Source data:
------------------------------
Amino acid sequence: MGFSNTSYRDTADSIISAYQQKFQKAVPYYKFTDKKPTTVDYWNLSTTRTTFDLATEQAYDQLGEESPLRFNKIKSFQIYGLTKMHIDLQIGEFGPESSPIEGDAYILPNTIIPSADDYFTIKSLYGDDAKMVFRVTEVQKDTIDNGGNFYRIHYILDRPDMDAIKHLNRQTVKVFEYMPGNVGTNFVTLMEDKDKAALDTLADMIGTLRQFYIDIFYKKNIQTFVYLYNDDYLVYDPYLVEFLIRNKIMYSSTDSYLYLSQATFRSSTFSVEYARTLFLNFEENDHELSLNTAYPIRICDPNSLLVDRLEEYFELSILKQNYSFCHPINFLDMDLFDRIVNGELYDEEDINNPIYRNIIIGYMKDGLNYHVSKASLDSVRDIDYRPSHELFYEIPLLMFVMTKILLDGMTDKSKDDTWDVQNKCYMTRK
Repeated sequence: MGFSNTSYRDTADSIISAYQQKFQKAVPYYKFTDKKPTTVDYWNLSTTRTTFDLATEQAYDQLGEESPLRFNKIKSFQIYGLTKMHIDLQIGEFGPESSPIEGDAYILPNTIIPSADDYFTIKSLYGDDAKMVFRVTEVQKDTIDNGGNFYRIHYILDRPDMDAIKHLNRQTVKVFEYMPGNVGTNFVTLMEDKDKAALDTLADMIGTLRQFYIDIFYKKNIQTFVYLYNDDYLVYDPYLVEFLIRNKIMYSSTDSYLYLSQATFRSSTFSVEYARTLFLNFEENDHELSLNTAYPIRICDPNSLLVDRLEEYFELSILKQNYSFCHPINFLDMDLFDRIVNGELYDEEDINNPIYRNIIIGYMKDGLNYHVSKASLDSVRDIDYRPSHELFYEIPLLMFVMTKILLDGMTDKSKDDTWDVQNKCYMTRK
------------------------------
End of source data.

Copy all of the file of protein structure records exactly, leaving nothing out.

Amino acid sequence: MGFSNTSYRDTADSIISAYQQKFQKAVPYYKFTDKKPTTVDYWNLSTTRTTFDLATEQAYDQLGEESPLRFNKIKSFQIYGLTKMHIDLQIGEFGPESSPIEGDAYILPNTIIPSADDYFTIKSLYGDDAKMVFRVTEVQKDTIDNGGNFYRIHYILDRPDMDAIKHLNRQTVKVFEYMPGNVGTNFVTLMEDKDKAALDTLADMIGTLRQFYIDIFYKKNIQTFVYLYNDDYLVYDPYLVEFLIRNKIMYSSTDSYLYLSQATFRSSTFSVEYARTLFLNFEENDHELSLNTAYPIRICDPNSLLVDRLEEYFELSILKQNYSFCHPINFLDMDLFDRIVNGELYDEEDINNPIYRNIIIGYMKDGLNYHVSKASLDSVRDIDYRPSHELFYEIPLLMFVMTKILLDGMTDKSKDDTWDVQNKCYMTRK
Repeated sequence: MGFSNTSYRDTADSIISAYQQKFQKAVPYYKFTDKKPTTVDYWNLSTTRTTFDLATEQAYDQLGEESPLRFNKIKSFQIYGLTKMHIDLQIGEFGPESSPIEGDAYILPNTIIPSADDYFTIKSLYGDDAKMVFRVTEVQKDTIDNGGNFYRIHYILDRPDMDAIKHLNRQTVKVFEYMPGNVGTNFVTLMEDKDKAALDTLADMIGTLRQFYIDIFYKKNIQTFVYLYNDDYLVYDPYLVEFLIRNKIMYSSTDSYLYLSQATFRSSTFSVEYARTLFLNFEENDHELSLNTAYPIRICDPNSLLVDRLEEYFELSILKQNYSFCHPINFLDMDLFDRIVNGELYDEEDINNPIYRNIIIGYMKDGLNYHVSKASLDSVRDIDYRPSHELFYEIPLLMFVMTKILLDGMTDKSKDDTWDVQNKCYMTRK